## Print version ISSN 0104-530XOn-line version ISSN 1806-9649

### Gest. Prod. vol.23 no.2 São Carlos Apr./June 2016  Epub June 14, 2016

#### http://dx.doi.org/10.1590/0104-530x2150-15

Articles

Pharmaceutical innovation: differences between Europe, USA and ‘pharmerging’ countries

1Centro de Engenharia, Modelagem e Ciências Sociais Aplicadas, Universidade Federal do ABC – UFABC, Av. dos Estados, 5001, CEP 09210-580, Santo André, SP, Brazil, e-mail: alessandra.akkari@ufabc.edu.br; jorge.tomioka@ufabc.edu.br

2Programa de Pós-graduação em Engenharia Mecatrônica, Departamento de Engenharia Mecatrônica e de Sistemas Mecânicos, Escola Politécnica, Universidade de São Paulo – USP, Av. Prof. Luciano Gualberto, 380, CEP 05508-010, São Paulo, SP, Brazil, e-mail: igor.munhoz@usp.br

3Departamento de Administração, Pontifícia Universidade Católica de São Paulo – PUCSP, Rua Monte Alegre, 984, CEP 05014-901, São Paulo, SP, Brazil, e-mail: admneusa@pucsp.br; setrob@pucsp.br

Abstract

The pharmaceutical sector has been dominated by multinational companies from Europe and the USA - the so called Big Pharma. However, the importance of pharmaceutical emerging markets, especially China and Brazil, is a consensus in the literature, and these ‘pharmerging’ countries will play a vital role in the sustainable growth of the pharmaceutical industry. This study aimed to develop a technological and industrial mapping of the pharmaceutical sector based on information from international patent databases (WIPO and Derwent) between 1996 and the last year of record (2013). After that, a numerical analysis for prediction of scenarios was conducted using the Method of Least Squares and an algorithm was implemented in MATLAB. The results confirmed the leadership of Europe and the USA in the pharmaceutical sector, highlighting the innovative capacity of Hoffmann-La Roche. However, an important growth of Brazilian (41%) and Chinese (27%) patents was estimated, suggesting the beginning of technological and scientific dissemination and increased competition in the pharmaceutical segment due to the advancement of the ‘pharmerging’ countries, mainly China.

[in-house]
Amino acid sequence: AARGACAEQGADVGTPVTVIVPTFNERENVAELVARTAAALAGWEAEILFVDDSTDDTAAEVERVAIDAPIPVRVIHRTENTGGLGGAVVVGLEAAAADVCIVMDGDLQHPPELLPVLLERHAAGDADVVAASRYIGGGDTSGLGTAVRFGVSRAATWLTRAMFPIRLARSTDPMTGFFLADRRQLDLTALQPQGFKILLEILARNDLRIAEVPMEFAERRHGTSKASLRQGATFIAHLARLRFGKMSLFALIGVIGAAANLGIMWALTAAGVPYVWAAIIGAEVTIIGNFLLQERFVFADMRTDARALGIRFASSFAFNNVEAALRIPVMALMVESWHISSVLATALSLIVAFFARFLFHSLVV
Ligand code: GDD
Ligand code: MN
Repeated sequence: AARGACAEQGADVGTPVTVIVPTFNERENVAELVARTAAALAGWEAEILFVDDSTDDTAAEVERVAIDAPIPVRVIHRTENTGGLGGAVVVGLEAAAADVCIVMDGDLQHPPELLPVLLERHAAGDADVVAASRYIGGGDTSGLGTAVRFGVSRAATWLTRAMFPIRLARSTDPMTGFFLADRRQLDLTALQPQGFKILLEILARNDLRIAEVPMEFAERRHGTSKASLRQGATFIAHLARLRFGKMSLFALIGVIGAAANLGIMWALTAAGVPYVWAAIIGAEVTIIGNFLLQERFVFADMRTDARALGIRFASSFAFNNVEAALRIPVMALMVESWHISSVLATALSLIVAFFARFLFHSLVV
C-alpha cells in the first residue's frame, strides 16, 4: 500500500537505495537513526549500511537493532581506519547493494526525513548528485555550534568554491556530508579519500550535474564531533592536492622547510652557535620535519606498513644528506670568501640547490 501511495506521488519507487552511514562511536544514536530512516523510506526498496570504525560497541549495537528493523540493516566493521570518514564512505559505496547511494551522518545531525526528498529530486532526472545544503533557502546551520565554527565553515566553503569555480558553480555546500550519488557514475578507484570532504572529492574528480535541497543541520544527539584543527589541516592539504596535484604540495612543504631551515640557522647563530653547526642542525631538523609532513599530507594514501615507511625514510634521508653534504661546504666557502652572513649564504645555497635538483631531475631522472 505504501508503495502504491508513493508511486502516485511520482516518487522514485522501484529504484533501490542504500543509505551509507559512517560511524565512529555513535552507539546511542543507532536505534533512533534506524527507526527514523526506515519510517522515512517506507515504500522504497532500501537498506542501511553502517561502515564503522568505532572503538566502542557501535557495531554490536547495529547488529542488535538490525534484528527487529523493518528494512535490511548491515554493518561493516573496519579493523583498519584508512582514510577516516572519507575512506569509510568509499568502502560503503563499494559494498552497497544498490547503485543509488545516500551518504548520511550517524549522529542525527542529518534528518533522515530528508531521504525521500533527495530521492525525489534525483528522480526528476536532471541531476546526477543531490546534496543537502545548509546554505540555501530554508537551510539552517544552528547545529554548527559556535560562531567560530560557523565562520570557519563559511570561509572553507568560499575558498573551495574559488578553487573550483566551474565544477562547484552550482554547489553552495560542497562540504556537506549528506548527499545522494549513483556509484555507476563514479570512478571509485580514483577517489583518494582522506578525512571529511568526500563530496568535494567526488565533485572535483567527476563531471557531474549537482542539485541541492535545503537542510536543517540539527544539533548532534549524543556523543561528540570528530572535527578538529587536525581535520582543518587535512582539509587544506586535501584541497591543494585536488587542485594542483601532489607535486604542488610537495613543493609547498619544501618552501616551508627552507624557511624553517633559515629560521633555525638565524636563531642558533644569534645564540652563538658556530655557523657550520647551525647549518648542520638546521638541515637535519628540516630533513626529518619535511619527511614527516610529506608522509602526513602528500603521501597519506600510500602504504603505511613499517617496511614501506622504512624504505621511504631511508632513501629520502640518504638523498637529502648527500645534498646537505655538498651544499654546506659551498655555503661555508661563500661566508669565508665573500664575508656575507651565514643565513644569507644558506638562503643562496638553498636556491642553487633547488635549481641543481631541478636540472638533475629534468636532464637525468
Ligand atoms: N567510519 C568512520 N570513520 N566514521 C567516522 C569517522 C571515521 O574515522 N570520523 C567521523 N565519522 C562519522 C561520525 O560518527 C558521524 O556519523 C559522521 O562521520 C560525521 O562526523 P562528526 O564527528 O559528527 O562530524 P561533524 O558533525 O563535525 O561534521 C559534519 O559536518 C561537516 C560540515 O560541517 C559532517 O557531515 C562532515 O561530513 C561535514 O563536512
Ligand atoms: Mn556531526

Keywords:  Innovation; Patents; Pharmaceutical industry; Pharmaceutical emerging markets; Brazil; WIPO

1 Introduction